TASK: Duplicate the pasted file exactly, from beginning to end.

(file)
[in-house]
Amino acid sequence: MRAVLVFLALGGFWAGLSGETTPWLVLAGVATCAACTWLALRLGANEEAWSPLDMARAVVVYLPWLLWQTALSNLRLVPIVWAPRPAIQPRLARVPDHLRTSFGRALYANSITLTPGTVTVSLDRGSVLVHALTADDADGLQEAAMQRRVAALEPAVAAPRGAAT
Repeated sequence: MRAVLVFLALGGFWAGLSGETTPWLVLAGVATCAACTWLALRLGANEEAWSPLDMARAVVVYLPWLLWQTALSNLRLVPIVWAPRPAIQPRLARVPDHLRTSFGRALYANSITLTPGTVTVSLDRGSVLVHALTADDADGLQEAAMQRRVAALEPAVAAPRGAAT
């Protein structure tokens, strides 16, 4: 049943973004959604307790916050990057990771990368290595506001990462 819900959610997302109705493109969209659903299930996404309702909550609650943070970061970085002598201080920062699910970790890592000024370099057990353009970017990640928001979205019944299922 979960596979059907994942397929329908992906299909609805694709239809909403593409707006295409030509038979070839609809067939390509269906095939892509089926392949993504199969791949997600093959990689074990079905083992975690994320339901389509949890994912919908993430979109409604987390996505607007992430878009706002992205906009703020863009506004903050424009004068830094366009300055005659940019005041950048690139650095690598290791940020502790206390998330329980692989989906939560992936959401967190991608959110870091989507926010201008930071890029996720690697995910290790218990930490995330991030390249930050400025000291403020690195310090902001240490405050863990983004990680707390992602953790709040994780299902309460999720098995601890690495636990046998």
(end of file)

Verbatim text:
[in-house]
Amino acid sequence: MRAVLVFLALGGFWAGLSGETTPWLVLAGVATCAACTWLALRLGANEEAWSPLDMARAVVVYLPWLLWQTALSNLRLVPIVWAPRPAIQPRLARVPDHLRTSFGRALYANSITLTPGTVTVSLDRGSVLVHALTADDADGLQEAAMQRRVAALEPAVAAPRGAAT
Repeated sequence: MRAVLVFLALGGFWAGLSGETTPWLVLAGVATCAACTWLALRLGANEEAWSPLDMARAVVVYLPWLLWQTALSNLRLVPIVWAPRPAIQPRLARVPDHLRTSFGRALYANSITLTPGTVTVSLDRGSVLVHALTADDADGLQEAAMQRRVAALEPAVAAPRGAAT
């Protein structure tokens, strides 16, 4: 049943973004959604307790916050990057990771990368290595506001990462 819900959610997302109705493109969209659903299930996404309702909550609650943070970061970085002598201080920062699910970790890592000024370099057990353009970017990640928001979205019944299922 979960596979059907994942397929329908992906299909609805694709239809909403593409707006295409030509038979070839609809067939390509269906095939892509089926392949993504199969791949997600093959990689074990079905083992975690994320339901389509949890994912919908993430979109409604987390996505607007992430878009706002992205906009703020863009506004903050424009004068830094366009300055005659940019005041950048690139650095690598290791940020502790206390998330329980692989989906939560992936959401967190991608959110870091989507926010201008930071890029996720690697995910290790218990930490995330991030390249930050400025000291403020690195310090902001240490405050863990983004990680707390992602953790709040994780299902309460999720098995601890690495636990046998």